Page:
• Banks and Credit Agencies: To transfer ownership of bank accounts, you will need to bring original death certificate(s) and determine if they will need additional paperwork to change ownership as this is dependent on the bank registration. Be sure to notify all (3) major credit agencies (Equifax, TransUnion, Experian) of your loved one’s passing
- You will want to consider hiring an Estate/Probate lawyer depending on the need for Probate and the complexity of the Estate.
- Oftentimes, the attorney who wrote the Will (or the Estate Planning documents) will also manage the Probate process for the family.
- Probate is the legal process of transferring assets without a named beneficiary. This could include physical property like a home, or investment account(s). Banks and other financial institutions:
• Insurance Companies: contact all insurers, especially if your loved one had life insurance
• Social Security, Medicare and/or the Veterans Administration: contact these agencies to advise that your loved one has passed; this will affect their benefit status and potentially the benefits of a surviving spouse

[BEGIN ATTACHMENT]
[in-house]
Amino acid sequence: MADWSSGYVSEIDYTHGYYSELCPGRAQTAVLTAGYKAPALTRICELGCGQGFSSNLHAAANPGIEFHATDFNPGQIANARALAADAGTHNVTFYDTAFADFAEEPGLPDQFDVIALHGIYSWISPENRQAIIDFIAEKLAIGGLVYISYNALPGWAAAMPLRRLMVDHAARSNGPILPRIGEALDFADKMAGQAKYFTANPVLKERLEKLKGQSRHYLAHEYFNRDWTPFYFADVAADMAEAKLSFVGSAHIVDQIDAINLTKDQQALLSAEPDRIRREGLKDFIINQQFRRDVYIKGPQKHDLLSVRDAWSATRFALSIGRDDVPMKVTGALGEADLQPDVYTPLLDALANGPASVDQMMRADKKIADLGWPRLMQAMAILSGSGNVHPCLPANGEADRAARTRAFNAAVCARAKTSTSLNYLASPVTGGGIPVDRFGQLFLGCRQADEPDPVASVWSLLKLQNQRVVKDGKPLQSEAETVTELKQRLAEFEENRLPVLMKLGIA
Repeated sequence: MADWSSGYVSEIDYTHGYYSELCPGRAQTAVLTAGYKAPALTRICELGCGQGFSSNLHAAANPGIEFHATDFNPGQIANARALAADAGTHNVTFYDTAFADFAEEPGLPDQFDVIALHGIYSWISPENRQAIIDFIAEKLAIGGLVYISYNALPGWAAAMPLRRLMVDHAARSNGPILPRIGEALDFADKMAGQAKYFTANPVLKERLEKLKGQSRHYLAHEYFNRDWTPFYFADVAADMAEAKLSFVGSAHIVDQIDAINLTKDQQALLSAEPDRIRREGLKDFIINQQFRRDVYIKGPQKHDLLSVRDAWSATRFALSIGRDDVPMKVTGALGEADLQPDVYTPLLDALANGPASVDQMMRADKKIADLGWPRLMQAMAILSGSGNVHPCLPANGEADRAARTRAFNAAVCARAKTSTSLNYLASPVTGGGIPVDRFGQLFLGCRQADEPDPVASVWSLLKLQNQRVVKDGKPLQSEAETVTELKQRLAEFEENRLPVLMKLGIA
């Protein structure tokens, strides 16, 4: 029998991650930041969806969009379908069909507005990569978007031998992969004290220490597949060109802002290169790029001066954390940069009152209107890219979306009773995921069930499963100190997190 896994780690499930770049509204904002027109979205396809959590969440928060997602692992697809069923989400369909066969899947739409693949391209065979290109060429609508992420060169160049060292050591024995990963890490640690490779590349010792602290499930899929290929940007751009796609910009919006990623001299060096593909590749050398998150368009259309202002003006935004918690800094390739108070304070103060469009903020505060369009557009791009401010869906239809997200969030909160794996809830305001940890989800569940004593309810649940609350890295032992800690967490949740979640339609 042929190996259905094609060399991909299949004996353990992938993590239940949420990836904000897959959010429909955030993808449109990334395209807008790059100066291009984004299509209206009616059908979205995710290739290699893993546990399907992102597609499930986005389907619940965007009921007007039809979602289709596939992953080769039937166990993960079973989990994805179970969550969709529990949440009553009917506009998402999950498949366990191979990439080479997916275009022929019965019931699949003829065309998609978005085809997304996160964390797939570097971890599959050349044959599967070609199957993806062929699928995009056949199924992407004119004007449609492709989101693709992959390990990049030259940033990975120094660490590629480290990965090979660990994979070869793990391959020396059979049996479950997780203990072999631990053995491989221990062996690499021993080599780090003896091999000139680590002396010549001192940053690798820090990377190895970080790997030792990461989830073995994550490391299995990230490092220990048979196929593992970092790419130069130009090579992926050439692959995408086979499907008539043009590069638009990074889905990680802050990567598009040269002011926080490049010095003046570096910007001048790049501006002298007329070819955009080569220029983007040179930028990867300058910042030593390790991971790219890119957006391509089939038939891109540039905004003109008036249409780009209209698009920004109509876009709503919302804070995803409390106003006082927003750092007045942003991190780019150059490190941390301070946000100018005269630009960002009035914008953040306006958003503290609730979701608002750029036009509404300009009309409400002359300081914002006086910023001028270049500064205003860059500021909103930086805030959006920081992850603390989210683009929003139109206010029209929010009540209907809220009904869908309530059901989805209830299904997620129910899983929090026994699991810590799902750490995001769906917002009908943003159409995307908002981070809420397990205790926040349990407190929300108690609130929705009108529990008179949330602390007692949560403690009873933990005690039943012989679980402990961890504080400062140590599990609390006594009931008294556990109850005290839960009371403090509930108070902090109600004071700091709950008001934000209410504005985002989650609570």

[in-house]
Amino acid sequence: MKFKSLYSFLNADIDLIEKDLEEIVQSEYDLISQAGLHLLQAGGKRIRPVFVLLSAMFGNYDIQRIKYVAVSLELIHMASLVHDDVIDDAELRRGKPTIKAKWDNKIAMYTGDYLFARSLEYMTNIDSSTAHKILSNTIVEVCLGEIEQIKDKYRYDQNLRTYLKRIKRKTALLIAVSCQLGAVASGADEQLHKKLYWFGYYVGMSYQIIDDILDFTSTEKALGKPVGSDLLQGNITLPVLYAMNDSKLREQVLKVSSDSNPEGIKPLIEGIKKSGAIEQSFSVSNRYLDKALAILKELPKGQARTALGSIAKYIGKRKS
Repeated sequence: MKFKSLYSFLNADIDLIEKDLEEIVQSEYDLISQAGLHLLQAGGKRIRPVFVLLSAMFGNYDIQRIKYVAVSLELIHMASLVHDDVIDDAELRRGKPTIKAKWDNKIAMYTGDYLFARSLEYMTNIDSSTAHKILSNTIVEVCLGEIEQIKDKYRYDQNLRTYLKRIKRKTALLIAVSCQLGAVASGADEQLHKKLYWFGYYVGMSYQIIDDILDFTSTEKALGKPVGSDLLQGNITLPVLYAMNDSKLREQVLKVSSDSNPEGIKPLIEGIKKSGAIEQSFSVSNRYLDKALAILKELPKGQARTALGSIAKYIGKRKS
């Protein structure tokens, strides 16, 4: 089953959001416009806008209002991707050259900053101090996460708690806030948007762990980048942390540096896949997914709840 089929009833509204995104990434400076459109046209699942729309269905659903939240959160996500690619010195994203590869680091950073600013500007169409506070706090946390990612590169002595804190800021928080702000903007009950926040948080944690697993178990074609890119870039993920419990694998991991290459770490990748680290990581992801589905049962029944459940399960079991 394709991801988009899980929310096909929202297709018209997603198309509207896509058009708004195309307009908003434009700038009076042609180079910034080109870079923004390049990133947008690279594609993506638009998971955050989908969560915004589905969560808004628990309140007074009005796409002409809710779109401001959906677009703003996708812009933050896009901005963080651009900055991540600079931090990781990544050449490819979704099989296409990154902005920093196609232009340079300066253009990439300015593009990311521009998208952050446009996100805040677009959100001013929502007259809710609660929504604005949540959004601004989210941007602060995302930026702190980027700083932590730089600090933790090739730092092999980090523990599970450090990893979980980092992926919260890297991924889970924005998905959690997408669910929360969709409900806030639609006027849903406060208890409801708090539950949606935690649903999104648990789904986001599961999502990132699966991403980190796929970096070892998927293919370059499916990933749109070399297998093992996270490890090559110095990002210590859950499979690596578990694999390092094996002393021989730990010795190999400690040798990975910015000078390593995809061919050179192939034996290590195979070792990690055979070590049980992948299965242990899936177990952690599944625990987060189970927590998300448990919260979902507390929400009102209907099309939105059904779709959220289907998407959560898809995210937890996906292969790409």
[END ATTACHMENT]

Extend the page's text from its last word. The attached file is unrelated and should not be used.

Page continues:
• Colleges/Universities: if there is a child in college (whose tuition may be impacted by the death of your loved one), you should contact the school and advise them of the situation.
• Social Media Companies: close or delete any social media accounts associated with your loved one to prevent fraud.
• Cell Phone Providers: at the appropriate time, you may want to cancel service, but in the short term it’s recommended to keep the account active if you need to receive text authentication to settle affairs.
Gather Necessary Documents
• Locate the Will
• Request copies of the death certificate; you will need between 5-10 originals depending on the number of financial institutions and accounts your loved one had open. Your funeral director can assist you in ordering them or they can be ordered directly from City Hall.
• If the Estate/Probate process is required, and the deceased’s assets cannot be transferred outside of Probate, the Executor will file the Will in the Probate Court where the deceased resided at the time of death, to obtain Letters of Testamentary.
• Letters of Testamentary are required by all financial institutions as legal proof that you are the Executor and have authority to manage the estate.